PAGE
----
Read more on the theater’s unusual, inspiring story after the break
Once the fourth largest city in America, Michigan’s primary Metropolis, Detroit has recently filed the largest municipal bankruptcy in the history of the United States. Among the many reasons for Detroit’s decline, two stand out: an undiversified economic model, reliant on the production and sale of automobiles, and an unprecedented degree of sprawl. Currently more than 77% of jobs in the metropolitan area reside more than ten miles from the city center, making Detroit the most job-sprawled city in the US and stretching city services beyond capacity. Detroit’s deterioration is just as much about urban decline as it is about industrial decline. Detroit is located in the Midwest portion of the United States and is part of a larger band of cities known as the Rust Belt which have gone through a process of decline over the past decades.
Amidst the ruins of Detroit stands the Packard Motor Plant. This 40-acre site once represented the height of the American Industrial Era; boasting 15 factory buildings and 36,000 employees producing luxury vehicles. It now stands gutted and vandalized, as a symbol of Detroit’s staggering collapse. However, due to its strategic location only four miles from the city center, the Packard holds immense potential to address and combat the sprawl which contributed to Detroit’s downturn.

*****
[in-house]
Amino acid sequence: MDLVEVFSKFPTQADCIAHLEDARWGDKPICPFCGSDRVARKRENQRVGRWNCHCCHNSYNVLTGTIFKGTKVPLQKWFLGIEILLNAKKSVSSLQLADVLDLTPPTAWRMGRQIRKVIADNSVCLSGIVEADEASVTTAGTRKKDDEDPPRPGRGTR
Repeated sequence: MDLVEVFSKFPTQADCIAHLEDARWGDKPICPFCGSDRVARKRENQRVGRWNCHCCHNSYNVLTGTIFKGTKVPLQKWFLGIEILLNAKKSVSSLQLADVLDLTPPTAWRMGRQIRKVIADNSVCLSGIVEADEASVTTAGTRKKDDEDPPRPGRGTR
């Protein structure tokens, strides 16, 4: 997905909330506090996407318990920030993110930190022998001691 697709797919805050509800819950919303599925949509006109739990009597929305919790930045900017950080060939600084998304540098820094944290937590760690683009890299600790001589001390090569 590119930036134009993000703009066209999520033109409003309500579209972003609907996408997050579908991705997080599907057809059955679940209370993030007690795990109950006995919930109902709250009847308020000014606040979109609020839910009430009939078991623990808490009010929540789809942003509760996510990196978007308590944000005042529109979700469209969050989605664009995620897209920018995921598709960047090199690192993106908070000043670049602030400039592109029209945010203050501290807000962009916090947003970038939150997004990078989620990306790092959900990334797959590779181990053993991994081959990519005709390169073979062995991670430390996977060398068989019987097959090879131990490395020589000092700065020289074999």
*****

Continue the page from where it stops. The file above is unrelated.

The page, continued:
Parallel Projections invites you to participate in this open, international design competition; Reanimate The Ruins! Participants are charged to investigate and propose a new dynamic and adaptive urban node on the site of the Packard. For more information please go to the competition’s official website.